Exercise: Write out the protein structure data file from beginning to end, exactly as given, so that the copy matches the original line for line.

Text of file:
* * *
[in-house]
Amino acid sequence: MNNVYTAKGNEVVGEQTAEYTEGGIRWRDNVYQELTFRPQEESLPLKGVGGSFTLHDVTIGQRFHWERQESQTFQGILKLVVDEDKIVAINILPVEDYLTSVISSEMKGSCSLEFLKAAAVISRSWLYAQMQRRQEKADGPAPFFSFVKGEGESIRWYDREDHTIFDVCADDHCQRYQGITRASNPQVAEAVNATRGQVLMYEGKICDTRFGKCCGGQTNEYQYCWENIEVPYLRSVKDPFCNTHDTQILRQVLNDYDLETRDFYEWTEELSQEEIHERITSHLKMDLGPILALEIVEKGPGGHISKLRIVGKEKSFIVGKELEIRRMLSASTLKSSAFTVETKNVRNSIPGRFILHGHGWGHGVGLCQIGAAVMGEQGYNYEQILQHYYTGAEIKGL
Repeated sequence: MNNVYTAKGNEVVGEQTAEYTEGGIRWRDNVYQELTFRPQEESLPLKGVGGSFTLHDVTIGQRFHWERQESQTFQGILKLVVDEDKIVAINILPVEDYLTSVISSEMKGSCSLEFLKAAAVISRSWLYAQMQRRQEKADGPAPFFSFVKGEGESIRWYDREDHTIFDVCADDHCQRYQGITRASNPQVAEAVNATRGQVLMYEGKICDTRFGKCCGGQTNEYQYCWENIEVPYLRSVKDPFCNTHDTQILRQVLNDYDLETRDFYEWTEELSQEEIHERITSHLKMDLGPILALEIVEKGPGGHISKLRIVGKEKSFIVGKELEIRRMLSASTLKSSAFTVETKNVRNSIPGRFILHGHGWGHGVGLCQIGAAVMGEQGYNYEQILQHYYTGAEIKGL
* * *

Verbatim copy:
[in-house]
Amino acid sequence: MNNVYTAKGNEVVGEQTAEYTEGGIRWRDNVYQELTFRPQEESLPLKGVGGSFTLHDVTIGQRFHWERQESQTFQGILKLVVDEDKIVAINILPVEDYLTSVISSEMKGSCSLEFLKAAAVISRSWLYAQMQRRQEKADGPAPFFSFVKGEGESIRWYDREDHTIFDVCADDHCQRYQGITRASNPQVAEAVNATRGQVLMYEGKICDTRFGKCCGGQTNEYQYCWENIEVPYLRSVKDPFCNTHDTQILRQVLNDYDLETRDFYEWTEELSQEEIHERITSHLKMDLGPILALEIVEKGPGGHISKLRIVGKEKSFIVGKELEIRRMLSASTLKSSAFTVETKNVRNSIPGRFILHGHGWGHGVGLCQIGAAVMGEQGYNYEQILQHYYTGAEIKGL
Repeated sequence: MNNVYTAKGNEVVGEQTAEYTEGGIRWRDNVYQELTFRPQEESLPLKGVGGSFTLHDVTIGQRFHWERQESQTFQGILKLVVDEDKIVAINILPVEDYLTSVISSEMKGSCSLEFLKAAAVISRSWLYAQMQRRQEKADGPAPFFSFVKGEGESIRWYDREDHTIFDVCADDHCQRYQGITRASNPQVAEAVNATRGQVLMYEGKICDTRFGKCCGGQTNEYQYCWENIEVPYLRSVKDPFCNTHDTQILRQVLNDYDLETRDFYEWTEELSQEEIHERITSHLKMDLGPILALEIVEKGPGGHISKLRIVGKEKSFIVGKELEIRRMLSASTLKSSAFTVETKNVRNSIPGRFILHGHGWGHGVGLCQIGAAVMGEQGYNYEQILQHYYTGAEIKGL